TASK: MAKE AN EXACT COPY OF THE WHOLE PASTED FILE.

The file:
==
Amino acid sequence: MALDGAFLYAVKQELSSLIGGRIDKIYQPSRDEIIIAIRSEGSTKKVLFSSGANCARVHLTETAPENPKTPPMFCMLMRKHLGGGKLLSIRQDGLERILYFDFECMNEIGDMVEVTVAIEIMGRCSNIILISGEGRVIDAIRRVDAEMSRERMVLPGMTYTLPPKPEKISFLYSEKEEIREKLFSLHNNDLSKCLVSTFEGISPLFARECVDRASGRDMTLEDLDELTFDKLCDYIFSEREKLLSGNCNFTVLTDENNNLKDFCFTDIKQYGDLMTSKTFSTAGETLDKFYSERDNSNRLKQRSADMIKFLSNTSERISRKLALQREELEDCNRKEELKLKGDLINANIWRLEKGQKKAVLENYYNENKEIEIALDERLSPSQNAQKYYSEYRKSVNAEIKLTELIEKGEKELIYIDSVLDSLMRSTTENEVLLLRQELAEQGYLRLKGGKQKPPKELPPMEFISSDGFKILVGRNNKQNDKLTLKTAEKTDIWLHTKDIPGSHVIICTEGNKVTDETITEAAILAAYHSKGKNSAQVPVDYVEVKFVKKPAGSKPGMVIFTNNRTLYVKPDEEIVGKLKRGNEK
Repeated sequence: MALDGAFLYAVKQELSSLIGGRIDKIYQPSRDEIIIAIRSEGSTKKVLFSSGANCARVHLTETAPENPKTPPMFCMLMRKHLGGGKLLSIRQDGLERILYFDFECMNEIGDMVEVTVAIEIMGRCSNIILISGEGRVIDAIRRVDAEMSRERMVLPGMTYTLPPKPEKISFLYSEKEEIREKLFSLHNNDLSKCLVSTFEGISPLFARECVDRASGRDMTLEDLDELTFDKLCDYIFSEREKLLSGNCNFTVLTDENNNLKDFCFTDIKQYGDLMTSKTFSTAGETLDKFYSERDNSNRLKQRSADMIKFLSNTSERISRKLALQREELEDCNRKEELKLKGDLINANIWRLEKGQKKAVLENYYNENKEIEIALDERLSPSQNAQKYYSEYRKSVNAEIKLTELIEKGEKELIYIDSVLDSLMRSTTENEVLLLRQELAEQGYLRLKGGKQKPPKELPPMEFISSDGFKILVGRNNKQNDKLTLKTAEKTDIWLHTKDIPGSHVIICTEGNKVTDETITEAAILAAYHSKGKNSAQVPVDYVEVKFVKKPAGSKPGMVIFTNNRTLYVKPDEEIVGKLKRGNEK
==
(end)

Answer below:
Amino acid sequence: MALDGAFLYAVKQELSSLIGGRIDKIYQPSRDEIIIAIRSEGSTKKVLFSSGANCARVHLTETAPENPKTPPMFCMLMRKHLGGGKLLSIRQDGLERILYFDFECMNEIGDMVEVTVAIEIMGRCSNIILISGEGRVIDAIRRVDAEMSRERMVLPGMTYTLPPKPEKISFLYSEKEEIREKLFSLHNNDLSKCLVSTFEGISPLFARECVDRASGRDMTLEDLDELTFDKLCDYIFSEREKLLSGNCNFTVLTDENNNLKDFCFTDIKQYGDLMTSKTFSTAGETLDKFYSERDNSNRLKQRSADMIKFLSNTSERISRKLALQREELEDCNRKEELKLKGDLINANIWRLEKGQKKAVLENYYNENKEIEIALDERLSPSQNAQKYYSEYRKSVNAEIKLTELIEKGEKELIYIDSVLDSLMRSTTENEVLLLRQELAEQGYLRLKGGKQKPPKELPPMEFISSDGFKILVGRNNKQNDKLTLKTAEKTDIWLHTKDIPGSHVIICTEGNKVTDETITEAAILAAYHSKGKNSAQVPVDYVEVKFVKKPAGSKPGMVIFTNNRTLYVKPDEEIVGKLKRGNEK
Repeated sequence: MALDGAFLYAVKQELSSLIGGRIDKIYQPSRDEIIIAIRSEGSTKKVLFSSGANCARVHLTETAPENPKTPPMFCMLMRKHLGGGKLLSIRQDGLERILYFDFECMNEIGDMVEVTVAIEIMGRCSNIILISGEGRVIDAIRRVDAEMSRERMVLPGMTYTLPPKPEKISFLYSEKEEIREKLFSLHNNDLSKCLVSTFEGISPLFARECVDRASGRDMTLEDLDELTFDKLCDYIFSEREKLLSGNCNFTVLTDENNNLKDFCFTDIKQYGDLMTSKTFSTAGETLDKFYSERDNSNRLKQRSADMIKFLSNTSERISRKLALQREELEDCNRKEELKLKGDLINANIWRLEKGQKKAVLENYYNENKEIEIALDERLSPSQNAQKYYSEYRKSVNAEIKLTELIEKGEKELIYIDSVLDSLMRSTTENEVLLLRQELAEQGYLRLKGGKQKPPKELPPMEFISSDGFKILVGRNNKQNDKLTLKTAEKTDIWLHTKDIPGSHVIICTEGNKVTDETITEAAILAAYHSKGKNSAQVPVDYVEVKFVKKPAGSKPGMVIFTNNRTLYVKPDEEIVGKLKRGNEK